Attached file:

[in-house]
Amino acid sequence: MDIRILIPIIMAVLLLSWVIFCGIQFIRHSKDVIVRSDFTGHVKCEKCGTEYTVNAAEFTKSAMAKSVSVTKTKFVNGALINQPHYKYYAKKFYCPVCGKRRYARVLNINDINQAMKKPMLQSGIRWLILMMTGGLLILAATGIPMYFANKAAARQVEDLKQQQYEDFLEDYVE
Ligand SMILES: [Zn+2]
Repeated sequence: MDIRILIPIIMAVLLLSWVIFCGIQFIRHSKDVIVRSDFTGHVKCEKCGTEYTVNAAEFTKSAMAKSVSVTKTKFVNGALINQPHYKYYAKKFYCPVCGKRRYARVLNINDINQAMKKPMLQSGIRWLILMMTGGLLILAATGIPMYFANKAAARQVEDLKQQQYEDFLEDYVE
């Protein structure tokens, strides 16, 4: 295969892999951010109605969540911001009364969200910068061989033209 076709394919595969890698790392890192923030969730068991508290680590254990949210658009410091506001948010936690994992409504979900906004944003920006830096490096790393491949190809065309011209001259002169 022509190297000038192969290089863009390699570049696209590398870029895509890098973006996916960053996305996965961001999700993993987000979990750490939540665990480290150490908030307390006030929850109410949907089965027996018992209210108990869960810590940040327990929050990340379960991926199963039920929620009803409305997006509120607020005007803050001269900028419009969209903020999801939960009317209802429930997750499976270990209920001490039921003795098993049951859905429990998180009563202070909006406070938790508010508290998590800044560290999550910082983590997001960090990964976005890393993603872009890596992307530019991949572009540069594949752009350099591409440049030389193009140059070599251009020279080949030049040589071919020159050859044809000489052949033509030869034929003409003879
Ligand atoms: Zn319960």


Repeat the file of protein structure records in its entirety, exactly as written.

[in-house]
Amino acid sequence: MDIRILIPIIMAVLLLSWVIFCGIQFIRHSKDVIVRSDFTGHVKCEKCGTEYTVNAAEFTKSAMAKSVSVTKTKFVNGALINQPHYKYYAKKFYCPVCGKRRYARVLNINDINQAMKKPMLQSGIRWLILMMTGGLLILAATGIPMYFANKAAARQVEDLKQQQYEDFLEDYVE
Ligand SMILES: [Zn+2]
Repeated sequence: MDIRILIPIIMAVLLLSWVIFCGIQFIRHSKDVIVRSDFTGHVKCEKCGTEYTVNAAEFTKSAMAKSVSVTKTKFVNGALINQPHYKYYAKKFYCPVCGKRRYARVLNINDINQAMKKPMLQSGIRWLILMMTGGLLILAATGIPMYFANKAAARQVEDLKQQQYEDFLEDYVE
């Protein structure tokens, strides 16, 4: 295969892999951010109605969540911001009364969200910068061989033209 076709394919595969890698790392890192923030969730068991508290680590254990949210658009410091506001948010936690994992409504979900906004944003920006830096490096790393491949190809065309011209001259002169 022509190297000038192969290089863009390699570049696209590398870029895509890098973006996916960053996305996965961001999700993993987000979990750490939540665990480290150490908030307390006030929850109410949907089965027996018992209210108990869960810590940040327990929050990340379960991926199963039920929620009803409305997006509120607020005007803050001269900028419009969209903020999801939960009317209802429930997750499976270990209920001490039921003795098993049951859905429990998180009563202070909006406070938790508010508290998590800044560290999550910082983590997001960090990964976005890393993603872009890596992307530019991949572009540069594949752009350099591409440049030389193009140059070599251009020279080949030049040589071919020159050859044809000489052949033509030869034929003409003879
Ligand atoms: Zn319960």